2006 was a particularly challenging year for the School as we
struggled to meet constraints imposed by the University budget
model. Yet despite many difficulties Physics continued to perform
strongly in research and in learning and teaching. I would like
to take this opportunity to thank all staff, academic and professional
and technical, for their hard work and loyalty and for keeping
calm in the face much concern, irritation and disruption.
again there have been very good results for research groups and
recognition of outstanding individual achievements. In DEST publication
outputs Physics ranked about 3rd overall across the 75 schools
at UNSW. The Nanoelectronics group (Micolich, Hamilton et al)
largest individual ARC Discovery Project, $1.3M over 5 years,
whilst Astrophysics secured $1M NCRIS funding for the Pilot Antarctic
Astronomy programme. The ARC Centre for Quantum Computing Technology
(CQCT) won significant new research funding. Prof Bob Clark and
colleagues were also successful in winning NCRIS funding totalling
$5M for the establishment of semiconductor nanofabrication facilities
in new laboratories adjacent to CQCT. Dr Adam Micolich won the
NSW Tall Poppy Award recognising outstanding work by a scientist
under 35 and A/Prof Alex Hamilton won the 2006 Australasian Science
Prize for outstanding work on one-dimensional hole gases. Alex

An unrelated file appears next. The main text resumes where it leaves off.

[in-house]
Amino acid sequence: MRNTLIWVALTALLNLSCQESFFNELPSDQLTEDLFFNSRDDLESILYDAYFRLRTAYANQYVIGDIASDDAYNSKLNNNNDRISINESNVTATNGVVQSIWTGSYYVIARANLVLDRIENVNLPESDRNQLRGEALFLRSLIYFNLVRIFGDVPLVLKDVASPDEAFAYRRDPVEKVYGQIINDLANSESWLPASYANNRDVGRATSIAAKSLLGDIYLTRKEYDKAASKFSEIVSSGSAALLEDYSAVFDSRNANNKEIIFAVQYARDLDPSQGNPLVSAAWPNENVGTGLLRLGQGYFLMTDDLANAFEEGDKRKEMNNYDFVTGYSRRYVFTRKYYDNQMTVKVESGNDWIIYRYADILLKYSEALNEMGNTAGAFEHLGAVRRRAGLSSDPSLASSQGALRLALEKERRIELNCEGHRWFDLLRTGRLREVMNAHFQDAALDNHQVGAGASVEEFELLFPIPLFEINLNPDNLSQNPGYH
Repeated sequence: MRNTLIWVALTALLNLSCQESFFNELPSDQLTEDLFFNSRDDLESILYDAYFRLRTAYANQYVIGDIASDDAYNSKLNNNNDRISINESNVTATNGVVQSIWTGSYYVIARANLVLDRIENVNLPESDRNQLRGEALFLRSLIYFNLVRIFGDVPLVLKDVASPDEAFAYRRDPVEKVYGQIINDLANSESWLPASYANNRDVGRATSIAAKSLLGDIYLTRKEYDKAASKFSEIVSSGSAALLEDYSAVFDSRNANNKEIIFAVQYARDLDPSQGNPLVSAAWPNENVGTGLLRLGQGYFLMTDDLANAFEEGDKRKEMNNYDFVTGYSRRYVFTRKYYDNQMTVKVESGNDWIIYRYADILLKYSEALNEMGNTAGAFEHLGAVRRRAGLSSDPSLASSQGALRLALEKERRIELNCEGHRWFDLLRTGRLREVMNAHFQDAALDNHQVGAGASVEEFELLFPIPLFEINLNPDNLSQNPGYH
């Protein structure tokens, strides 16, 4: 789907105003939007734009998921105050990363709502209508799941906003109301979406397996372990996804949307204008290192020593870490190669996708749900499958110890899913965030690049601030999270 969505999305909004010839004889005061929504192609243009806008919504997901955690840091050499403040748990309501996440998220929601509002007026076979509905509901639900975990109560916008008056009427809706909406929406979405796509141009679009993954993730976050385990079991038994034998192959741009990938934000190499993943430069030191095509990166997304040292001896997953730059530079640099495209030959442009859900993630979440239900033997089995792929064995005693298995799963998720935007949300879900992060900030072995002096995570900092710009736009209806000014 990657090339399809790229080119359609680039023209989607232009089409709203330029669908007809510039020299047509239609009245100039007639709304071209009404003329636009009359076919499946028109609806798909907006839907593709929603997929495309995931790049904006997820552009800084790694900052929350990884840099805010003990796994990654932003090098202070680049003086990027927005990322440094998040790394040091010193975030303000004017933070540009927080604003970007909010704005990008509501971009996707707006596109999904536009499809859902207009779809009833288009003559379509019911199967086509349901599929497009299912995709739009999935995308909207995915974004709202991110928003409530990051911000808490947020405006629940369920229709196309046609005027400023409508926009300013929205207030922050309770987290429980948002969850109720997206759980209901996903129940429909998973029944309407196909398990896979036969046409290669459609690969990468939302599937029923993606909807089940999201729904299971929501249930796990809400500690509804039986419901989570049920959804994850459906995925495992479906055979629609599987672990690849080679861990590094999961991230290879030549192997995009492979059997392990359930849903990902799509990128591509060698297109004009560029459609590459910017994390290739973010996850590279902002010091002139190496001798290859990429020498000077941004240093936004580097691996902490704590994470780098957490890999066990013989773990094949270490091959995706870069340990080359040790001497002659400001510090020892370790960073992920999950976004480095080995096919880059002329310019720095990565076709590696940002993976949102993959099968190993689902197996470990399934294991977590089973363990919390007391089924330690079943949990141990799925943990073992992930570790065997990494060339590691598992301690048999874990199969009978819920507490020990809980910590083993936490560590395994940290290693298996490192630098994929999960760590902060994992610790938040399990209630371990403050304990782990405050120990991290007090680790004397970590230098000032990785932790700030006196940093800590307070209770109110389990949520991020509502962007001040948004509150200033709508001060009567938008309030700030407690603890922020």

also won an ARC Australian Professorial Fellowship (APF). I am
delighted to report that there were actually too many individual
awards in 2006 to permit mention of everyone here.
learning and teaching Professor Joe Wolfe won yet another award,
the 2006 NSW Quality Teaching Award. Joe must surely by now be
the most ‘highly decorated’ lecturer currently teaching
at UNSW. A/Prof John Smith and Physics’ Head of School both
won UNSW Vice Chancellor’s Awards for teaching excellence
primarily for their contributions to laboratory and first year
teaching respectively. It is quite a coup to pick up two VC awards
in one round like this and it stands as testament to Physics’ commitment
to ensuring excellent learning and teaching in its undergraduate
With excellent teaching one might expect that our students would
also receive recognition for outstanding work. Correct! Warrick
Clarke was nominated for the AIP Bragg Medal and Tamara Davis received
the UNSW U Committee Award for Research Excellence in Science.
In the 2006 Honours class, Yakov Kulik and Dean Robinson won UNSW
University Medals, once again an outstanding achievement to see
two University Medals in the same Honours year.
2006 we welcomed new researchers and professional and general
staff and said goodbye to some long serving colleagues. Head
of School, Professor Warrick Couch, left us in June to take up
a prestigious Chair of Astrophysics at Swinburne University.
Although Warrick was only Head for 18 months he was highly regarded
by colleagues for his leadership and research eminence; he will
be missed. Professor Chris Tinney joined us from the Anglo Australian
Observatory, funded by a five-year APF. Chris is an extra-solar
planet expert and we look forward to hearing more about these
John Tann and Melinda Taylor went travelling after leaving the
School, whilst in the case of Jack Cochrane I am pleased to say
it is goodbye, goodbye, hello, hello Jack and Cochrane Enterprises!
Now that the restructuring miseries of 2006 are safely behind
us, the School has clearly turned a corner and can look forward
to a new phase of growth and prosperity. Onward and upward colleagues!
Professor Richard Newbury
Head of School